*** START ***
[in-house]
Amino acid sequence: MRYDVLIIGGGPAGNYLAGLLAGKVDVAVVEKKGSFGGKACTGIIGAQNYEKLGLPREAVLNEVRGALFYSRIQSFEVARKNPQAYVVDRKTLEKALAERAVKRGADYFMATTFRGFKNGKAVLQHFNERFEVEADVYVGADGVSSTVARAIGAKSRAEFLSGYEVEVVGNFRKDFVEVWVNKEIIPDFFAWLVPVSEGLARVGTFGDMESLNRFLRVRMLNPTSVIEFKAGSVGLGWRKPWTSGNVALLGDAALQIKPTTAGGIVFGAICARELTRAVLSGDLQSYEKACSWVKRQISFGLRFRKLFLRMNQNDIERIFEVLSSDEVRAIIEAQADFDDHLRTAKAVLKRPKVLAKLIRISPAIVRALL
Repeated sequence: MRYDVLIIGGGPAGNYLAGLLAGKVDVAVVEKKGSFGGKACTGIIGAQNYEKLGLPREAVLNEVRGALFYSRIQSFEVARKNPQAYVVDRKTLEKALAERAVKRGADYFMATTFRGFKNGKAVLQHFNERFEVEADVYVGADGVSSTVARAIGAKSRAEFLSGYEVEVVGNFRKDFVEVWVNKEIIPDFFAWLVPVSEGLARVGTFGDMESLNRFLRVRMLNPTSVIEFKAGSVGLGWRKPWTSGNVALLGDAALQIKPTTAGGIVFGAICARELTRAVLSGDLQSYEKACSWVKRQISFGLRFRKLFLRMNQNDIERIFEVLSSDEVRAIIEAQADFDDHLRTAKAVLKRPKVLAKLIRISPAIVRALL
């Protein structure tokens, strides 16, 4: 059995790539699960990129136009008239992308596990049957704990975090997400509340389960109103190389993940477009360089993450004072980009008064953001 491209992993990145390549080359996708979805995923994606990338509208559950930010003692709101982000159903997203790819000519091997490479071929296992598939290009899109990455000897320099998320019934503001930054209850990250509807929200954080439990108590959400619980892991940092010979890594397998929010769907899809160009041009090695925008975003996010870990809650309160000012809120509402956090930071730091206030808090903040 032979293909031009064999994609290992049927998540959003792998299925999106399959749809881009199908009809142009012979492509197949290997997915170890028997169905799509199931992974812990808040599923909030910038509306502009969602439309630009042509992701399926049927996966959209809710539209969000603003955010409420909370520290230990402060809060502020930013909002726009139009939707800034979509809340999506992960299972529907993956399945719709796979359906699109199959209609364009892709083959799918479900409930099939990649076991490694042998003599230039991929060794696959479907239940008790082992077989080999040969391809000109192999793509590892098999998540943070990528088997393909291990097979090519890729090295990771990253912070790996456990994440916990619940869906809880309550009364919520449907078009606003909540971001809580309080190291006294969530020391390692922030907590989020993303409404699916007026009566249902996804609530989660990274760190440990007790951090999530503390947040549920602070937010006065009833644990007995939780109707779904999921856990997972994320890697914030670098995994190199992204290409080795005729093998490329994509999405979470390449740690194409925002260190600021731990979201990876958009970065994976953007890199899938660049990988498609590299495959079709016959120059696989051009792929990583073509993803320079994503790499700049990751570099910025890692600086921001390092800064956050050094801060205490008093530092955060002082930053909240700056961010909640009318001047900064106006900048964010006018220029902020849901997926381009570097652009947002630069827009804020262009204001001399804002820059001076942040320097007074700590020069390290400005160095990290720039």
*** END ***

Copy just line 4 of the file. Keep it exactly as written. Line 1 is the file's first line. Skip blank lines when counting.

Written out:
């Protein structure tokens, strides 16, 4: 059995790539699960990129136009008239992308596990049957704990975090997400509340389960109103190389993940477009360089993450004072980009008064953001 491209992993990145390549080359996708979805995923994606990338509208559950930010003692709101982000159903997203790819000519091997490479071929296992598939290009899109990455000897320099998320019934503001930054209850990250509807929200954080439990108590959400619980892991940092010979890594397998929010769907899809160009041009090695925008975003996010870990809650309160000012809120509402956090930071730091206030808090903040 032979293909031009064999994609290992049927998540959003792998299925999106399959749809881009199908009809142009012979492509197949290997997915170890028997169905799509199931992974812990808040599923909030910038509306502009969602439309630009042509992701399926049927996966959209809710539209969000603003955010409420909370520290230990402060809060502020930013909002726009139009939707800034979509809340999506992960299972529907993956399945719709796979359906699109199959209609364009892709083959799918479900409930099939990649076991490694042998003599230039991929060794696959479907239940008790082992077989080999040969391809000109192999793509590892098999998540943070990528088997393909291990097979090519890729090295990771990253912070790996456990994440916990619940869906809880309550009364919520449907078009606003909540971001809580309080190291006294969530020391390692922030907590989020993303409404699916007026009566249902996804609530989660990274760190440990007790951090999530503390947040549920602070937010006065009833644990007995939780109707779904999921856990997972994320890697914030670098995994190199992204290409080795005729093998490329994509999405979470390449740690194409925002260190600021731990979201990876958009970065994976953007890199899938660049990988498609590299495959079709016959120059696989051009792929990583073509993803320079994503790499700049990751570099910025890692600086921001390092800064956050050094801060205490008093530092955060002082930053909240700056961010909640009318001047900064106006900048964010006018220029902020849901997926381009570097652009947002630069827009804020262009204001001399804002820059001076942040320097007074700590020069390290400005160095990290720039």